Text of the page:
Thus, both parties have access to the pertinent facts and
are placed on equal footing, and the negotiation of fair
and reasonable prices is facilitated.

     For supplemental work done on a firm-fixed-price basis,
it is the Navy's policy to negotiate final prices using the
estimates provided by the contractors and, to the extent
possible, to agree on a price prior to completion of work
called for by the change. When a change is ordered, the
contractor is required to prepare a proposal showing the
estimated price of the required work. Instructions of the
Naval Ship Systems Command stipulate that a price breakdown
should be obtained with each proposal made by a contractor.
Further, paragraph 3-807.3 of the Armed Services Procurement
Regulation, relating to the implementation of the Truth-in-
Negotiations Act (Public Law 87-653), requires that the ne-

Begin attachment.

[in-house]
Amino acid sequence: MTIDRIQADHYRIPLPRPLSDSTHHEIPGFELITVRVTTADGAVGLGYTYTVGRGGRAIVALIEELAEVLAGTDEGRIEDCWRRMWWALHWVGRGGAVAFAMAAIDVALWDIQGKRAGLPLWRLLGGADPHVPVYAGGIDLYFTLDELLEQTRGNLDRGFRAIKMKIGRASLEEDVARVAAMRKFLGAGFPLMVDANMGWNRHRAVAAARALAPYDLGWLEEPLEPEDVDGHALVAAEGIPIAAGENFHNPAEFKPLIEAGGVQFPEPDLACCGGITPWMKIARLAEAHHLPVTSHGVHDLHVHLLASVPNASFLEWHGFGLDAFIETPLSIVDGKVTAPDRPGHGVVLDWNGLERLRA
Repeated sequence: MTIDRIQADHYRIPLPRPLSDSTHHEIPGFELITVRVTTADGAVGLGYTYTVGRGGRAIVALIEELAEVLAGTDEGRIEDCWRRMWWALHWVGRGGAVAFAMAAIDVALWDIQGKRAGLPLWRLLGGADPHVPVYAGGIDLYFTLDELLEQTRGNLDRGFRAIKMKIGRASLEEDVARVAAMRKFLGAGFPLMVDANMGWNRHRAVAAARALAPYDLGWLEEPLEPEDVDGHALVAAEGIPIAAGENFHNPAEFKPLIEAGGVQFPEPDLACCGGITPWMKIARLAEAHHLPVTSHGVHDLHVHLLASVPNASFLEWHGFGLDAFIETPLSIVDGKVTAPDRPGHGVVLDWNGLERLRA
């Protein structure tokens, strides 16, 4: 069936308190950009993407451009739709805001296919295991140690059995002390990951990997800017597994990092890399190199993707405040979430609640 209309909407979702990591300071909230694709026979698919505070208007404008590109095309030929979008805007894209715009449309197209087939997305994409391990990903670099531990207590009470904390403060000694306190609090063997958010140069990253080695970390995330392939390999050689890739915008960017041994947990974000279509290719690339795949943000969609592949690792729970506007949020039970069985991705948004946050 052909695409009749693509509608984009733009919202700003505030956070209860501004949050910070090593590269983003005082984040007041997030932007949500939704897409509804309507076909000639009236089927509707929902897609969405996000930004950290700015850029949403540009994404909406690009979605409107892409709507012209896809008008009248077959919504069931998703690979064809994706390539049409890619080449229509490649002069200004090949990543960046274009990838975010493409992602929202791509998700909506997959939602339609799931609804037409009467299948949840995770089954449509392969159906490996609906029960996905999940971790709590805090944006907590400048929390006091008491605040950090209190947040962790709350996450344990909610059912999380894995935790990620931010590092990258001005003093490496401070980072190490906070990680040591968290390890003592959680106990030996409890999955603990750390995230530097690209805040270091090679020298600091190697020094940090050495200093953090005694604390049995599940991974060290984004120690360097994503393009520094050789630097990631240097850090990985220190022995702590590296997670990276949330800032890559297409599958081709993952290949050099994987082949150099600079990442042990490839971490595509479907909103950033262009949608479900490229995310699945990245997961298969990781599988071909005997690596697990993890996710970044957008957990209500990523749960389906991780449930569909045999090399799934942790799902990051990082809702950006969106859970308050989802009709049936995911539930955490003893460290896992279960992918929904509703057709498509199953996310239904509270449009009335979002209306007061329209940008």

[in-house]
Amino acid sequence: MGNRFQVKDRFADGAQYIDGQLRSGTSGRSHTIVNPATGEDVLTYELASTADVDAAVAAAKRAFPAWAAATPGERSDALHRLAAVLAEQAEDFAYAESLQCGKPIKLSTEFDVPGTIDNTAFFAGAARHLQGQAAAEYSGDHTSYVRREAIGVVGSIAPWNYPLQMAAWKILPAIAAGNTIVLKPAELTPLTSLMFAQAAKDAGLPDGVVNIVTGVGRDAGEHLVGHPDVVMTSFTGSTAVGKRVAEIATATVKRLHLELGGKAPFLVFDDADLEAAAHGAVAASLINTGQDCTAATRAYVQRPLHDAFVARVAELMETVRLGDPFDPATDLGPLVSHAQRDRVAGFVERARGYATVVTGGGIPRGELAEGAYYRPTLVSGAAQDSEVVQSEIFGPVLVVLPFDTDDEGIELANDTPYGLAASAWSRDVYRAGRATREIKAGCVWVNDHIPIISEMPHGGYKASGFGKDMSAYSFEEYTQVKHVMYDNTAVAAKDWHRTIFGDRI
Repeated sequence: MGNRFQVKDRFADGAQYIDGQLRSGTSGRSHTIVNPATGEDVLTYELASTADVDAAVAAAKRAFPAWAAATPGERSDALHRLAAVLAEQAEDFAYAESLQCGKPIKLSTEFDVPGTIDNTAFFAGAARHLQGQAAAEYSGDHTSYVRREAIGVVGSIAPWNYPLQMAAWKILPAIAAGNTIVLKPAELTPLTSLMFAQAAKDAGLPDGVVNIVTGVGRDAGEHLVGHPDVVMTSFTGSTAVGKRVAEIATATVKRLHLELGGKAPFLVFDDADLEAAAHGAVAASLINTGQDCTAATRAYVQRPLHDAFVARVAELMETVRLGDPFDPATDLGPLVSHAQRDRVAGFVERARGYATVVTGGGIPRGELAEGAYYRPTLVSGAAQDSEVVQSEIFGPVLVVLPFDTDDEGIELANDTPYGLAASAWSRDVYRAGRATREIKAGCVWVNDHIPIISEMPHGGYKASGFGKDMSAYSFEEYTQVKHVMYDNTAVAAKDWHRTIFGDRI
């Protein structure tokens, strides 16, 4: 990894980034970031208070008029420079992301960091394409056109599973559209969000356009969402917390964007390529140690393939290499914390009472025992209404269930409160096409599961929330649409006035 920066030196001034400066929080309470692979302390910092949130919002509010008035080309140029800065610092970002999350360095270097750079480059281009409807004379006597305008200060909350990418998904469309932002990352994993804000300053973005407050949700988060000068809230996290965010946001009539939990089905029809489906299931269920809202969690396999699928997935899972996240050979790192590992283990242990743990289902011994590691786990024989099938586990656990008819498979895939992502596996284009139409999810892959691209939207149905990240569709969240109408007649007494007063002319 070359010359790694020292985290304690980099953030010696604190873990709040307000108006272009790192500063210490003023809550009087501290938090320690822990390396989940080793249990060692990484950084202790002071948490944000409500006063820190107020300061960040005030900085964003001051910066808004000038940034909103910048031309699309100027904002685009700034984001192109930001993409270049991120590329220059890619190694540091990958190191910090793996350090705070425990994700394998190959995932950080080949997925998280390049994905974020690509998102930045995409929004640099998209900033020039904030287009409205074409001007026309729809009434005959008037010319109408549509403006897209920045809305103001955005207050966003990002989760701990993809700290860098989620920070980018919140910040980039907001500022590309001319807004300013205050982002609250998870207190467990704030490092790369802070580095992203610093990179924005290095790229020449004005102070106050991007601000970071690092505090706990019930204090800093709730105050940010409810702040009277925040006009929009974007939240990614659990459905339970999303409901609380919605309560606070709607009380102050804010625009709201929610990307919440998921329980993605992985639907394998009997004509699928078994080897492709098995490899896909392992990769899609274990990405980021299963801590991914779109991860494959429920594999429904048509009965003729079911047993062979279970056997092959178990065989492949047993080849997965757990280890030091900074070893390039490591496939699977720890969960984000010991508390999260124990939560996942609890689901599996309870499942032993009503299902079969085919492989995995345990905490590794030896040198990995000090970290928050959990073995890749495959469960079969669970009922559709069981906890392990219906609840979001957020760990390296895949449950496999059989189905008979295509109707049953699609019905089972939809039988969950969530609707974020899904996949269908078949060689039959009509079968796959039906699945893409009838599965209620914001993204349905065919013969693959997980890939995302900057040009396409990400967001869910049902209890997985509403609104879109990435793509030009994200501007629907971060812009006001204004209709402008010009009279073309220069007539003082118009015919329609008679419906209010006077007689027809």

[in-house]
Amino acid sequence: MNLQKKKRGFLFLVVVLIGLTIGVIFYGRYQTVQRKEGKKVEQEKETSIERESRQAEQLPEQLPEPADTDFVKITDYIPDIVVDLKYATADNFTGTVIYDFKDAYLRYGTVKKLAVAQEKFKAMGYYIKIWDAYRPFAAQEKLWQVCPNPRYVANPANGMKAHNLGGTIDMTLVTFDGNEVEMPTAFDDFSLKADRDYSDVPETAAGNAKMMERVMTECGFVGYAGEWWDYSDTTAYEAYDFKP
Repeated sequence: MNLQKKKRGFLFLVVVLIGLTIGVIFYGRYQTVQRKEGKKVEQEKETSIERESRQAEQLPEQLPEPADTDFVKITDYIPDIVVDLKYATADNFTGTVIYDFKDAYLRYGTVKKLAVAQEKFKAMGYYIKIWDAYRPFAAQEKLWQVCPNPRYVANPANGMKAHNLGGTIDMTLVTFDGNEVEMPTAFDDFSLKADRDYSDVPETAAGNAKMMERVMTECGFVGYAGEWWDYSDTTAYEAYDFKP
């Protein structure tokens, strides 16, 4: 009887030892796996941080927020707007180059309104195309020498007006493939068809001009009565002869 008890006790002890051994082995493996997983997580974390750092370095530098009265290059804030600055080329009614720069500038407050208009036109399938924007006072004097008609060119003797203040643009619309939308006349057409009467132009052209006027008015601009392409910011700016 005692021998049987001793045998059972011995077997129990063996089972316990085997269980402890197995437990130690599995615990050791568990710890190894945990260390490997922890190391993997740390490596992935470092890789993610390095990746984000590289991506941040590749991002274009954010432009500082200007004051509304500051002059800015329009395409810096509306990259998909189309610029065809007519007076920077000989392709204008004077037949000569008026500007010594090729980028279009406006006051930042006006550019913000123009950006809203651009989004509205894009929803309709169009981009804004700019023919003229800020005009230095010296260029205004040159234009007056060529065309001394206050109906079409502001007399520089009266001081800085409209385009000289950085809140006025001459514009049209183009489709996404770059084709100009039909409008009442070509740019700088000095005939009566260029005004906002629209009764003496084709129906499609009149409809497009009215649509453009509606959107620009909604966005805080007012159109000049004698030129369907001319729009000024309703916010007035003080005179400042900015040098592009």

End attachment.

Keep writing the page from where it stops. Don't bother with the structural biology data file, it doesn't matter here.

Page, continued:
gotiator be in possession of current, complete, and accurate
cost or pricing data before decisions are made on contract
prices and obtain from the contractor a certificate of cur-
rent cost or pricing data.



                             24
     Following are examples of the evaluation techniques
followed by the Navy in negotiating prices for change orders.

     We found at the office of one Supervisor of Shipbuild-
ing that the Navy accepted the labor-hours proposed for
change orders negotiated with two contractors, one for
$161,000 and the other for $100,200, without obtaining from
the contractors the information that they had used to de-
velop their proposed prices. Both contractors based their
proposals on labor-hour estimates included in their original
bids. However, the Navy did not determine how the contrac-
tors arrived at these figures. According to the negotiator
he was aware of no standards which could be applied and,
instead, relied on his own experience and judgment and the
judgment of the technical analyst to establish the validity
of the costs proposed.

     In view of the above circumstances, we inquired of the
Proposal Evaluation Division at the same office as to the
policy followed in obtaining cost data. We were advised
that contractors had never been requested to provide histor-
ical cost data upon which estimates were based and that it
was believed that the data were not adequate for application